Insurance Coverage and COVID-19

Do I have to pay to get a coronavirus test?

No. The Families First Coronavirus Response Act waives out-of-pocket costs for testing for all individuals, including those with private insurance, Medicare, Medicaid, CHIP, VA, FEHBP, and TRICARE, as well as the uninsured. This law also prohibits plans from using tools like prior authorization to limit access to testing.

Will I have to pay for a coronavirus vaccine when I am able to receive one?

No. The vaccines are purchased by the federal government with taxpayer dollars and the law prevents health care providers from billing patients for the vaccine, regardless of your insurance type or even if you are uninsured. Michigan announced that everyone 16 or older will be able to receive a vaccine beginning April 5. You can find additional vaccine information from Michigan here.


I lost my job because of coronavirus and I had employer-sponsored health insurance. What are my options?

If you lost your job and had employer-sponsored health coverage, you qualify for a 60-day special enrollment period to enroll in a new insurance plan on the health insurance exchange. President Biden has also opened a special enrollment period for all Americans from February 15, 2021, to August 15, 2021, to allow individuals to purchase health coverage.

You may also qualify for tax credits to assist with affording health insurance through the exchange. The American Rescue Plan Act contained provisions to expand tax credits, significantly lowering or even eliminating premiums for many Americans as of April 1, 2021. You can determine what assistance you qualify for here and see available health plan options here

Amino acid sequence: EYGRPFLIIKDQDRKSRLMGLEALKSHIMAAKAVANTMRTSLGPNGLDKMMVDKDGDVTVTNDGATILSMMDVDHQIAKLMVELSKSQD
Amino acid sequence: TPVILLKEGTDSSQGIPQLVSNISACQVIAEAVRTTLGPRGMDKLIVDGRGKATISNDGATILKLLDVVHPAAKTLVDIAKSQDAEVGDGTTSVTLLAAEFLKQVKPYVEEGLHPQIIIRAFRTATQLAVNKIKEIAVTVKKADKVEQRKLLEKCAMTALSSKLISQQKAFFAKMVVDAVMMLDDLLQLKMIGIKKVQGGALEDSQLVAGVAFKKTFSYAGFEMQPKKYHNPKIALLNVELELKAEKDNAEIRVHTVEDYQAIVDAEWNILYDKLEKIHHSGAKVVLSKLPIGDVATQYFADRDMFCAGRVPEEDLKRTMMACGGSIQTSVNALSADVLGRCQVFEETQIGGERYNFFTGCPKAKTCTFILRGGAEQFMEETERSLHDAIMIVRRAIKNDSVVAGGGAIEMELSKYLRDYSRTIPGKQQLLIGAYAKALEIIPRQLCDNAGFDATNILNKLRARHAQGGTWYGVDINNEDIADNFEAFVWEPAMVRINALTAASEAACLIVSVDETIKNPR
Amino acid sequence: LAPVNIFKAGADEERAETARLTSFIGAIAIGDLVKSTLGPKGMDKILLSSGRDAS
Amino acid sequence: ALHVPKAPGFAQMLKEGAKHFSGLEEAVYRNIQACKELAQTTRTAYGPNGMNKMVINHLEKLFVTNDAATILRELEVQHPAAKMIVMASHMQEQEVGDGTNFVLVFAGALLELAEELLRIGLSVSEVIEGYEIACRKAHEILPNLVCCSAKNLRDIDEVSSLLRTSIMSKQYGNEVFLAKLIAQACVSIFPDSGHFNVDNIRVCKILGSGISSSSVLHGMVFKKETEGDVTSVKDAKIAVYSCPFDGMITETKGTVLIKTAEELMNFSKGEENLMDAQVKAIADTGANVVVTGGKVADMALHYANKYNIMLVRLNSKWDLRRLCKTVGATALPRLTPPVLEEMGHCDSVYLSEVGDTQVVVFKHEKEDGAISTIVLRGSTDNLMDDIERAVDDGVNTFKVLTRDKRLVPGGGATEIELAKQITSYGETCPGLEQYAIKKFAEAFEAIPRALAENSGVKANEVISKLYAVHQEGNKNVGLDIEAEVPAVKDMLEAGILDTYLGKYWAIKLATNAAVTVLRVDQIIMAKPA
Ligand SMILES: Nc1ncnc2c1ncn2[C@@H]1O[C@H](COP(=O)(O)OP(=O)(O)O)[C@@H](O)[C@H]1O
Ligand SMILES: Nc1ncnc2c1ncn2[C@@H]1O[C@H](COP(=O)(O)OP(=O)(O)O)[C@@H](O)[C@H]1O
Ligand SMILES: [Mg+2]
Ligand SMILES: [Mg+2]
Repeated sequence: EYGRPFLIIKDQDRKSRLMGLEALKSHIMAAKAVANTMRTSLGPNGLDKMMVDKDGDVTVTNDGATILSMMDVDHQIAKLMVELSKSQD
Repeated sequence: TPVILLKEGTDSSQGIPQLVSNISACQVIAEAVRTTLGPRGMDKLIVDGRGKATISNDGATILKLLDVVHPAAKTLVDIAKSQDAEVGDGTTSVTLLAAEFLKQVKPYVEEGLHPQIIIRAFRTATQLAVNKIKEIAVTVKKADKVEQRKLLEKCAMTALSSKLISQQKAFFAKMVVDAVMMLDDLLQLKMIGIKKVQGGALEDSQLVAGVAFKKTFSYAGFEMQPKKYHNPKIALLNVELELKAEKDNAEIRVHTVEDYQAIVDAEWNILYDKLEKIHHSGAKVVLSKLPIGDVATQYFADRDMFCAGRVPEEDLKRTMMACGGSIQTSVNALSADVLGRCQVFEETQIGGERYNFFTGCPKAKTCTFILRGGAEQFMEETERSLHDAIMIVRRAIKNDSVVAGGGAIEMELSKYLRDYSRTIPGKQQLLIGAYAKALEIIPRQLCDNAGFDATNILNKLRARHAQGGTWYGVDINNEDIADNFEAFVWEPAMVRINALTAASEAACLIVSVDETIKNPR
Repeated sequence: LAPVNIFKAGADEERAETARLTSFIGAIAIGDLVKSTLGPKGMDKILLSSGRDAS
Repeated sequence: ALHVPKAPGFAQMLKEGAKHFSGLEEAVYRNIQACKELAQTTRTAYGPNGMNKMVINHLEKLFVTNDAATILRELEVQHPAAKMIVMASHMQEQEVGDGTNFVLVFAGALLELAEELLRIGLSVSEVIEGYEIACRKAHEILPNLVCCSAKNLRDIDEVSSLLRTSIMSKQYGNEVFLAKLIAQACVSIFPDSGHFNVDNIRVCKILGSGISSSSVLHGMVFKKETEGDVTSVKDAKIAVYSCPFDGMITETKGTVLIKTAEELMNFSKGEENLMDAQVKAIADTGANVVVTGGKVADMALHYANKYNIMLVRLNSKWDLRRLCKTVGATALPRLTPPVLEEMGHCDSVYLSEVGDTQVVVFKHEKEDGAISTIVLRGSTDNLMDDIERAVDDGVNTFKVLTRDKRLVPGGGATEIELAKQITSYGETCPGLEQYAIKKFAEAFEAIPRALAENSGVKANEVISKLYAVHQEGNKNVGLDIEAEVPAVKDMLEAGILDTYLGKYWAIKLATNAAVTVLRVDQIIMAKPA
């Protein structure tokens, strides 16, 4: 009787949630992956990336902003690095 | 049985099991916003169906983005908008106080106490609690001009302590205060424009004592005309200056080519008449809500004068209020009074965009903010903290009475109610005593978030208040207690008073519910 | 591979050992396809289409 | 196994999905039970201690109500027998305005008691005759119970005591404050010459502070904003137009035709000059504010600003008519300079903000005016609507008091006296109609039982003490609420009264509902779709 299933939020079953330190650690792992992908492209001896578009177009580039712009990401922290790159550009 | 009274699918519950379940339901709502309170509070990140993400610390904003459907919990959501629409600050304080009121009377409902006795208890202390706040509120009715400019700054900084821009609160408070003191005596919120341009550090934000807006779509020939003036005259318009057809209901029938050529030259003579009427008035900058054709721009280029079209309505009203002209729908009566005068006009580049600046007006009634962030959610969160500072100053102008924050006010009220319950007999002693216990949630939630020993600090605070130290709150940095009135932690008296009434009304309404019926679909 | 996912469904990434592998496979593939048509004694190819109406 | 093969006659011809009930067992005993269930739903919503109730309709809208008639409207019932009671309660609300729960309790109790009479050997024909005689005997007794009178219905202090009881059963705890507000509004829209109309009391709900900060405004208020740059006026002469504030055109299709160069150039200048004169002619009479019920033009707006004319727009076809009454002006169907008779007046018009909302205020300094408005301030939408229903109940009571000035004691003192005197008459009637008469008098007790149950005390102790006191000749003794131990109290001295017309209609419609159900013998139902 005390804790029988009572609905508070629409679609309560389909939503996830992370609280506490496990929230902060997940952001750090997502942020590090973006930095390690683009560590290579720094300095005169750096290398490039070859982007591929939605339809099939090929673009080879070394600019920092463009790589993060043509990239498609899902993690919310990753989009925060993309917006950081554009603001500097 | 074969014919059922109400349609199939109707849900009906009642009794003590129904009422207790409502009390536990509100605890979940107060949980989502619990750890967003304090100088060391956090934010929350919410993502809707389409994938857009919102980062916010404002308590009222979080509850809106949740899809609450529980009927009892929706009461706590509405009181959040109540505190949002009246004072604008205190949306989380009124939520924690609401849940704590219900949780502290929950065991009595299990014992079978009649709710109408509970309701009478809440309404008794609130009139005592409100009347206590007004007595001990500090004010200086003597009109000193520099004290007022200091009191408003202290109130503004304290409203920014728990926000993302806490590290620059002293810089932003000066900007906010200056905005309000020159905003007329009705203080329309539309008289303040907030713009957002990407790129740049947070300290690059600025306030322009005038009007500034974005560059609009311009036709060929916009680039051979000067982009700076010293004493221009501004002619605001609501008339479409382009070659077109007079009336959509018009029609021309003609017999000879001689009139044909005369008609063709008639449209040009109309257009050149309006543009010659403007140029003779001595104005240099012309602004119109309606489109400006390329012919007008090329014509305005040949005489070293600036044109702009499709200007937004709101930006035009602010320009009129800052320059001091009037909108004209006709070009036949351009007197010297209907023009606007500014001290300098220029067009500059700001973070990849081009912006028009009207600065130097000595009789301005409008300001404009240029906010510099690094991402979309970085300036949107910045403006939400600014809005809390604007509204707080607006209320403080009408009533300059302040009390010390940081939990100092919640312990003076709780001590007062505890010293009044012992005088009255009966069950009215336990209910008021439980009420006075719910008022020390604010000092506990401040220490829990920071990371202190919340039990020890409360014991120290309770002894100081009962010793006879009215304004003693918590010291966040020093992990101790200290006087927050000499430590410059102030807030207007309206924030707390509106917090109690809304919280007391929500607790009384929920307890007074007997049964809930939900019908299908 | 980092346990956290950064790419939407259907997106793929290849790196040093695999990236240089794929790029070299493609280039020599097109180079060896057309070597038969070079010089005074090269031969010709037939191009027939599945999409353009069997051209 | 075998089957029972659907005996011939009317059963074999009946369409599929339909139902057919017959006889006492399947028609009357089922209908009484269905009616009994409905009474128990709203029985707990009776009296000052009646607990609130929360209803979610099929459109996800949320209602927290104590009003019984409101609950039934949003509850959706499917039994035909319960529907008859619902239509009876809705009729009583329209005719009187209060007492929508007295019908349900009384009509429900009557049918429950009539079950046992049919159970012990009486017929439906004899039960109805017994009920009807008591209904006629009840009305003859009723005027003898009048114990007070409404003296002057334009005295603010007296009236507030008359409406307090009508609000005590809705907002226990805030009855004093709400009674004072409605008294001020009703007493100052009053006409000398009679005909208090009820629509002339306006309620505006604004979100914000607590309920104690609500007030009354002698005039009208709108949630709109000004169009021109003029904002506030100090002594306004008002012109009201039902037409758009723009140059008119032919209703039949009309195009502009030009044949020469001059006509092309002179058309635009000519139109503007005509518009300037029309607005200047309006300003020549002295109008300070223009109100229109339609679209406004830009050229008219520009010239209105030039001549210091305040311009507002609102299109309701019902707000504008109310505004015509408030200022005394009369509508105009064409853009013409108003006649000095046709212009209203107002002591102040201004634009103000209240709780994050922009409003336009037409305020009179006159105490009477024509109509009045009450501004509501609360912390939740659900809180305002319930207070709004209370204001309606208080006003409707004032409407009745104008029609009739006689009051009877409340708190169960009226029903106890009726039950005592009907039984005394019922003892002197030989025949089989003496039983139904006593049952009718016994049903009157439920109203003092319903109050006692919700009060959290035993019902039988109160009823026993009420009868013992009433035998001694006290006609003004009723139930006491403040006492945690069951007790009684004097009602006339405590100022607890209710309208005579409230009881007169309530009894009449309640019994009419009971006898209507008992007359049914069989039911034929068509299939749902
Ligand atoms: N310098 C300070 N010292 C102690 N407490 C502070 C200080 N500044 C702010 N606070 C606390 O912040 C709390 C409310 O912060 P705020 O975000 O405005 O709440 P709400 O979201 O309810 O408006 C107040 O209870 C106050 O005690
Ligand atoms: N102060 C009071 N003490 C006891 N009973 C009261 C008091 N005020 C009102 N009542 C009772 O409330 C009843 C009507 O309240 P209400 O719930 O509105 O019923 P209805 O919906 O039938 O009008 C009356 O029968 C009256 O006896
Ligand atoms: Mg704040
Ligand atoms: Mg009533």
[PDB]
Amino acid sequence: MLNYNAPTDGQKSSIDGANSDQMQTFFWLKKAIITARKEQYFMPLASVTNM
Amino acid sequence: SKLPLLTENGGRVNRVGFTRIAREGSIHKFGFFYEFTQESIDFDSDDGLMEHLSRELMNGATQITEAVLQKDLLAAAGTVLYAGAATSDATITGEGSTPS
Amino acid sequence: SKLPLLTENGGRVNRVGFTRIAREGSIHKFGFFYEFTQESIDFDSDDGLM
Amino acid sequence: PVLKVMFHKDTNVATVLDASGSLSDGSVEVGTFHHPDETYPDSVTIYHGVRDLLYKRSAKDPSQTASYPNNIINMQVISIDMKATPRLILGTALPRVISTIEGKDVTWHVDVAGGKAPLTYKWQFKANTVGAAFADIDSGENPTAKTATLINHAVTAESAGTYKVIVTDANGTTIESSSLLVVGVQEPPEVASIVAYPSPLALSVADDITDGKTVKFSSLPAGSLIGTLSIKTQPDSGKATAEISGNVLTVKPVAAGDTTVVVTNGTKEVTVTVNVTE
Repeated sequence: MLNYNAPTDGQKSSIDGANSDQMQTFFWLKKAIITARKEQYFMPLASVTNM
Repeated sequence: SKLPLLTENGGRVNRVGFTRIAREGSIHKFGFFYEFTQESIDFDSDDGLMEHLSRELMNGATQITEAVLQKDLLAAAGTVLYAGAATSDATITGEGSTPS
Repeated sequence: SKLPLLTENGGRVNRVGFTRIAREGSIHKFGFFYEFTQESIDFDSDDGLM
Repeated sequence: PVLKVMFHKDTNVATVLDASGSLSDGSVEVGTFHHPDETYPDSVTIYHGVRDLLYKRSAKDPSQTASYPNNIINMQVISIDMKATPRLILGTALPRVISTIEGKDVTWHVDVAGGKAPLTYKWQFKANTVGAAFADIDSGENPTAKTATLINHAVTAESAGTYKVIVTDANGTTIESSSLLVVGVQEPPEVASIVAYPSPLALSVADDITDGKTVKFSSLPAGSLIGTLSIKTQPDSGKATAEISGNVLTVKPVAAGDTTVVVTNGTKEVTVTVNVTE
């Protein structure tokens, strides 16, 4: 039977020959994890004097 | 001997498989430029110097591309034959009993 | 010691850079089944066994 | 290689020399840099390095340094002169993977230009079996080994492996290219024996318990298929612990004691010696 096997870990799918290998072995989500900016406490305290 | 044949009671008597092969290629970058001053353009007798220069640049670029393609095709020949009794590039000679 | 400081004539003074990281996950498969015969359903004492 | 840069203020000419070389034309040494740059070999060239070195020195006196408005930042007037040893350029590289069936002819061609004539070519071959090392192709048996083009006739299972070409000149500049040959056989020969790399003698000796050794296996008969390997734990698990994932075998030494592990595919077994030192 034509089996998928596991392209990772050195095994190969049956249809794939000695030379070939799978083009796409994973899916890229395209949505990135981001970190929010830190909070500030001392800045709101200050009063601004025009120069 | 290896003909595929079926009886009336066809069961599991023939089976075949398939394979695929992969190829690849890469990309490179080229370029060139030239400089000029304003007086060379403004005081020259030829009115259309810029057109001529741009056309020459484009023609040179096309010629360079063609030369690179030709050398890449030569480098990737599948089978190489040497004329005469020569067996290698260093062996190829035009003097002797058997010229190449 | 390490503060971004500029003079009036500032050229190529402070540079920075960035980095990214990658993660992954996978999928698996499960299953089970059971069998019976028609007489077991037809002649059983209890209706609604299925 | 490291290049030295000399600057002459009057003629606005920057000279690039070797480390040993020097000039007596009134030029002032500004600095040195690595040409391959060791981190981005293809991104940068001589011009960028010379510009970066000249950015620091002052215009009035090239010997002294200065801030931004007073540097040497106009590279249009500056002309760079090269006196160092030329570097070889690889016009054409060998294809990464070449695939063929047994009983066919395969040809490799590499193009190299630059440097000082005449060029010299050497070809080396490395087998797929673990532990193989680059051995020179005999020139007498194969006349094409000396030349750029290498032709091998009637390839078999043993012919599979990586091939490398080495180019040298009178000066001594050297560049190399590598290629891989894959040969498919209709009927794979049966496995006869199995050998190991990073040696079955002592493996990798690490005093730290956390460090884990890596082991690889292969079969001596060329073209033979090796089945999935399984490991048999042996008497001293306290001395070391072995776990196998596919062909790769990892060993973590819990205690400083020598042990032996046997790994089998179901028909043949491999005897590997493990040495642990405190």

You may be offered COBRA continuation coverage by your former employer. This will allow you to keep your current coverage. Under the American Rescue Plan Act, 100% of COBRA coverage will be subsidized by the federal government. Click here for more information on COBRA.

If your income is less than $16,000 for a single person or $33,000 for a family of four, you may qualify for the Healthy Michigan Plan or traditional Medicaid. To see if you are eligible for these programs, apply here.

If you’re under 26, you may be able to be added to a parent’s coverage. If you are married and your spouse has an offer of health insurance coverage through their employer, your spouse may also be able to add you to their coverage.

Consumers should contact the Michigan Department of Insurance Financial Services toll free at 877-999-6442 if they need assistance. The Michigan Health Insurance Consumer Assistance Program (HICAP) can provide shopping tips and help answer questions about health insurance or Special Enrollment Periods. 


I have private insurance. Will I get billed for coronavirus treatments if my family or I get sick?

Many private insurance companies have waived out of pocket payments for coronavirus-related treatments. Check with your insurance provider to see what services and payments they have waived.


Are short-term plans a good option? I might only be out of work temporarily.

No. Short-term plans usually do not provide comprehensive coverage, and could lead to high bills if you need to be treated for coronavirus or any other serious illness or injury. Verify the plan you’re enrolling in covers the essential health benefits that the Affordable Care Act requires.